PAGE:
Neurodiversity

Am I Eligible?

The PSWS can offer screening, assessment and follow up support as appropriate for trainees that are in the following situations:

Have failed a postgraduate exam, membership or fellowship, in which neurodiversity may be a factor (also note we offer one to one coaching support for exam preparation and anxiety).

Have been given an outcome 2 or 3 at ARCP where neurodiversity may be a factor impacting on progress.

In the judgement of an educator there may be neurodiversity factors impacting progress – an educator referral can be completed with the trainee consent and understanding.

What to Expect

Once the referral form has been received, one of our Case Management team will be in touch. They will send a dyslexia screening exercise to the trainee and arrange an initial, virtual meeting. This meeting will explore the context and plan to have the right support in place at the right time. This may include further assessment by our Learning Differences team as appropriate.

Following the initial meeting, the trainee will receive a summary of the meeting content and the plan moving forwards and they will be asked to confirm the content is accurate. If they were referred by an educator, this summary will also be shared with them, so the trainee should ensure they are happy for the content to be shared with their educator or make any adjustments they feel necessary.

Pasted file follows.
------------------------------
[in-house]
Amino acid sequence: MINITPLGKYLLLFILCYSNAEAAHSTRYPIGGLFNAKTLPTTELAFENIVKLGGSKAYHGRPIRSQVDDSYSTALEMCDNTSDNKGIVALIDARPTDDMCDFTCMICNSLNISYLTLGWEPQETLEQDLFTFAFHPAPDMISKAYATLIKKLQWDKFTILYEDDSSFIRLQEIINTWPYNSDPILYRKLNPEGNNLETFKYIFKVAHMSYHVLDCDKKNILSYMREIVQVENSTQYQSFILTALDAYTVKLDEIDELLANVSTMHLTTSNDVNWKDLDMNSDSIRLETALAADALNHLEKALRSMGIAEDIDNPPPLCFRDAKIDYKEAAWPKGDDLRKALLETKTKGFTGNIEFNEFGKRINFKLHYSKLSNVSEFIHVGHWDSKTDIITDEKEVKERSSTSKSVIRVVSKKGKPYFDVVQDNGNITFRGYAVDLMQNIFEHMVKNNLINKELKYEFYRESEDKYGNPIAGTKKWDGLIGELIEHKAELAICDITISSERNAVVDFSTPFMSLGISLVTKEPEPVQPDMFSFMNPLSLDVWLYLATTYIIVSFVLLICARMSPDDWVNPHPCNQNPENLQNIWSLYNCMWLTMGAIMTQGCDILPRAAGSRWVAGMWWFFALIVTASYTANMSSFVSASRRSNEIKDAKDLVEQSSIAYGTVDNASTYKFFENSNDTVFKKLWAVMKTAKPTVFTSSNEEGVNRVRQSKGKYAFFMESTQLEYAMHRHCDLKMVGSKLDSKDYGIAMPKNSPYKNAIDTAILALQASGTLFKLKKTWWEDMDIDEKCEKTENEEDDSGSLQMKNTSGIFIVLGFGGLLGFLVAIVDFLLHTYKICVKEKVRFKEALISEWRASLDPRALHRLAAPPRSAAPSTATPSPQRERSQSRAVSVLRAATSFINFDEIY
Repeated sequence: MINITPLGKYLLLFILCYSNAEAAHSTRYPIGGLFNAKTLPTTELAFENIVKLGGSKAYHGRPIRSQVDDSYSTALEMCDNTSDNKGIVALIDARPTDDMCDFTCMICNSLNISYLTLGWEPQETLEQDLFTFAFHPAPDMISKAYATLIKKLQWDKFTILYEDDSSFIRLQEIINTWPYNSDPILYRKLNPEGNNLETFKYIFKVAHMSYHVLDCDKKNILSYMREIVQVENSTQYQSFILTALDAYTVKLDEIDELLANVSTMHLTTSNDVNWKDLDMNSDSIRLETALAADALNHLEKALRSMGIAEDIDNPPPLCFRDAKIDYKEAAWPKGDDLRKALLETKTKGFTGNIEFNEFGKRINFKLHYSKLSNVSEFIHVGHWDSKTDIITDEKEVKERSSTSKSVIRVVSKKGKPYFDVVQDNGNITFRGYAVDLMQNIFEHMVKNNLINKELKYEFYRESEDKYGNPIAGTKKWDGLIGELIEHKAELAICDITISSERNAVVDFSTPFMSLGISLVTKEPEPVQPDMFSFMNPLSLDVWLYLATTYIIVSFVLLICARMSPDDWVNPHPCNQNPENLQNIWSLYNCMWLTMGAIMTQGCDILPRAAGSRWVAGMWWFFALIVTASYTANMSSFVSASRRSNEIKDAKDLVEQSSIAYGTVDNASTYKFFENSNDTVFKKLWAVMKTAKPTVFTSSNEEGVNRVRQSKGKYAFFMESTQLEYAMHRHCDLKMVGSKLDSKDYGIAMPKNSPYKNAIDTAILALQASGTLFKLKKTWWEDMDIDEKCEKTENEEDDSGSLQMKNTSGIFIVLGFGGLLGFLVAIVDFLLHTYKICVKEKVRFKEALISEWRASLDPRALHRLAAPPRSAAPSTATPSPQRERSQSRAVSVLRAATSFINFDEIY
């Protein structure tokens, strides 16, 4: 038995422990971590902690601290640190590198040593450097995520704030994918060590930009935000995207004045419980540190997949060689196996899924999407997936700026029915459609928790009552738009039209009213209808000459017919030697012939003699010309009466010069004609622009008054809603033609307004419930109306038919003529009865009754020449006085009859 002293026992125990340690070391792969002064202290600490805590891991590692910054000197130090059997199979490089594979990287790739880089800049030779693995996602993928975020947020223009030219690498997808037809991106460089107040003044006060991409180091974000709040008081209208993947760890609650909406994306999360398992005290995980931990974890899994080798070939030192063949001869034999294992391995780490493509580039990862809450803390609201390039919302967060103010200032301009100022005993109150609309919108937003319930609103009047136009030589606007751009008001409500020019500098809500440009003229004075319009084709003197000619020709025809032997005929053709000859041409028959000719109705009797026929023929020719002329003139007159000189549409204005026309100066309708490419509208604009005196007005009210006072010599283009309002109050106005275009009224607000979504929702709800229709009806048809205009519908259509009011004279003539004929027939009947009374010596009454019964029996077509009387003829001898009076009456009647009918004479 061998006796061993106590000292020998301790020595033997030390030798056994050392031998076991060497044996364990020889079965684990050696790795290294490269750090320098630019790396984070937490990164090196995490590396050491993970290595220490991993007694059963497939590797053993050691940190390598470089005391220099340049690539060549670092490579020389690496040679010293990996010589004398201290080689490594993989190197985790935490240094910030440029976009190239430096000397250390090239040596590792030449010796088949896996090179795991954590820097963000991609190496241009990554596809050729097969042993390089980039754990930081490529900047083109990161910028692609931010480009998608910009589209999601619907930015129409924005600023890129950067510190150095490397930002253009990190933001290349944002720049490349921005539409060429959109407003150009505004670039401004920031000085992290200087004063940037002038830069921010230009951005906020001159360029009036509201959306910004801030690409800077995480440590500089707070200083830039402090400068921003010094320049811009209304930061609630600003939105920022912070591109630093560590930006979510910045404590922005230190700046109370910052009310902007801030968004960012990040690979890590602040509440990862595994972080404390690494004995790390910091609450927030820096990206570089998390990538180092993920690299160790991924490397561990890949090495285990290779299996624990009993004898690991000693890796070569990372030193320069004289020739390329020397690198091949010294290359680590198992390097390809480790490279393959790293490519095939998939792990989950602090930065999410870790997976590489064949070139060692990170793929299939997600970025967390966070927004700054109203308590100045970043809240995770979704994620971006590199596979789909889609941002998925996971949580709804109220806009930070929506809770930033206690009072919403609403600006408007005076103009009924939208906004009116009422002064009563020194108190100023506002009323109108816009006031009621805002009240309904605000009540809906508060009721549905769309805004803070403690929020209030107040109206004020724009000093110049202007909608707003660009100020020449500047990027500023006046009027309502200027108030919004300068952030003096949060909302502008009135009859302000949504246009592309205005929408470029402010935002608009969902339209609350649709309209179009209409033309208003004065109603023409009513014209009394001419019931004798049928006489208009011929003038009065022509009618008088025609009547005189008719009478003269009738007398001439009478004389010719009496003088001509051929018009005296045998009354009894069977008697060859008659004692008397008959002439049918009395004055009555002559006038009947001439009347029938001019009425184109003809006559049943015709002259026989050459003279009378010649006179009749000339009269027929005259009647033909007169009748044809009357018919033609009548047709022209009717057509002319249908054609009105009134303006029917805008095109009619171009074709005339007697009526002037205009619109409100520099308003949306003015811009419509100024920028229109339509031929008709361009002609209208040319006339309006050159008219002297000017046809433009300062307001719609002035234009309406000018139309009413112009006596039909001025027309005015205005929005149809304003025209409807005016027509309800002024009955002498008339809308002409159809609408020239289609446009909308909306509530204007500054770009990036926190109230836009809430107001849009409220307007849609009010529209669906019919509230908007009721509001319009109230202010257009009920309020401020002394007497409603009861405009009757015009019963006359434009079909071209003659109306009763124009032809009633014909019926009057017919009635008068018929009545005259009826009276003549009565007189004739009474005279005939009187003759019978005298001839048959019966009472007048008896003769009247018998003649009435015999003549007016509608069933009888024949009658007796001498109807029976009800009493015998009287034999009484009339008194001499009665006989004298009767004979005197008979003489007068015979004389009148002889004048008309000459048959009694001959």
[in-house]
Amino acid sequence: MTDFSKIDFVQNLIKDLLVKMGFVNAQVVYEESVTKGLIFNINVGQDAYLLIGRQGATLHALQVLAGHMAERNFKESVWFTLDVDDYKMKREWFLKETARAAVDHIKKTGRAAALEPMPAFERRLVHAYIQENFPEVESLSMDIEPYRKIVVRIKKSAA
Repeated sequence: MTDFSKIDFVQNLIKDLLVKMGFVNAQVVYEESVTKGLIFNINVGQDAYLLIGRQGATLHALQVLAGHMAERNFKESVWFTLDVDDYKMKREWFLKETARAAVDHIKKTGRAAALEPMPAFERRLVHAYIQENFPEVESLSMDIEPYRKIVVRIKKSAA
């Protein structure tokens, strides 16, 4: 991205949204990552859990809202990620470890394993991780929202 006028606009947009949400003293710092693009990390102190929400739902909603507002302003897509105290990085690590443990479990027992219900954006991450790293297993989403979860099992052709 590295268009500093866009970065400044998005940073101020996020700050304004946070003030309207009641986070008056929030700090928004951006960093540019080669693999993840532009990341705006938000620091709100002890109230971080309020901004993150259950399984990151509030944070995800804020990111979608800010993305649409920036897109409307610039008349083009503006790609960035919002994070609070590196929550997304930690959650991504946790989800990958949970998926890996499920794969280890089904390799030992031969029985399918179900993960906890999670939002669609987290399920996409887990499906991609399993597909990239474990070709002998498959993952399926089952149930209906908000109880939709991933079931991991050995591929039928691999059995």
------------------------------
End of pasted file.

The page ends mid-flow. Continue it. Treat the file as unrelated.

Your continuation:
If further assessment by the Learning Differences team may be appropriate, the trainee will be contacted by them for an initial meeting where the need for follow up assessments and reports will be determined. The team will produce a report for the trainee to share with their College as appropriate for relevant adjustments to be made.  

Educators’ Information

Trainees can access assessment for dyslexia, dyspraxia, processing and attentional differences through the Learning Differences team at the PSWS when there is a failed exam or an outcome 2 or 3, when it is felt that some form of neurodiversity may be a factor. In addition, if an Educator believes that one of these elements is impacting the trainee’s progress, they can refer and request further exploration of this, even when there is not a failed exam or developmental outcome, as along as there is a sense that it is impacting on progress.  

PSWS can occasionally offer to fund clinical assessment of neurodiverse issues that cannot be diagnosed within our team. However, this is only for those situations where a trainee is at imminent risk of an outcome 4 (i.e., at the next ARCP panel) and there is a possibility that a neurodiversity factor has been impacting on the trainee’s progress. Where this is the case, PSWS can request funding be released to ensure that the trainee receives an assessment in a timely manner.

If an Educator suspects that it may be worth exploring a clinical diagnosis of neurodiversity, this must first be discussed with the trainee. During this discussion, the trainee should be clear about the reasons that this is being suggested and understand that they are not required to undertake an assessment. The trainee must be involved in the process and cannot be mandated to undertake a clinical assessment potentially resulting in diagnosis. Neurodiversity is still sometimes a difficult topic and can be subject to stigmatisation and differing cultural health beliefs and, as such, should be approached with sensitivity. PSWS will check separately with the trainee that they consent for the referral for assessment be made before moving forwards.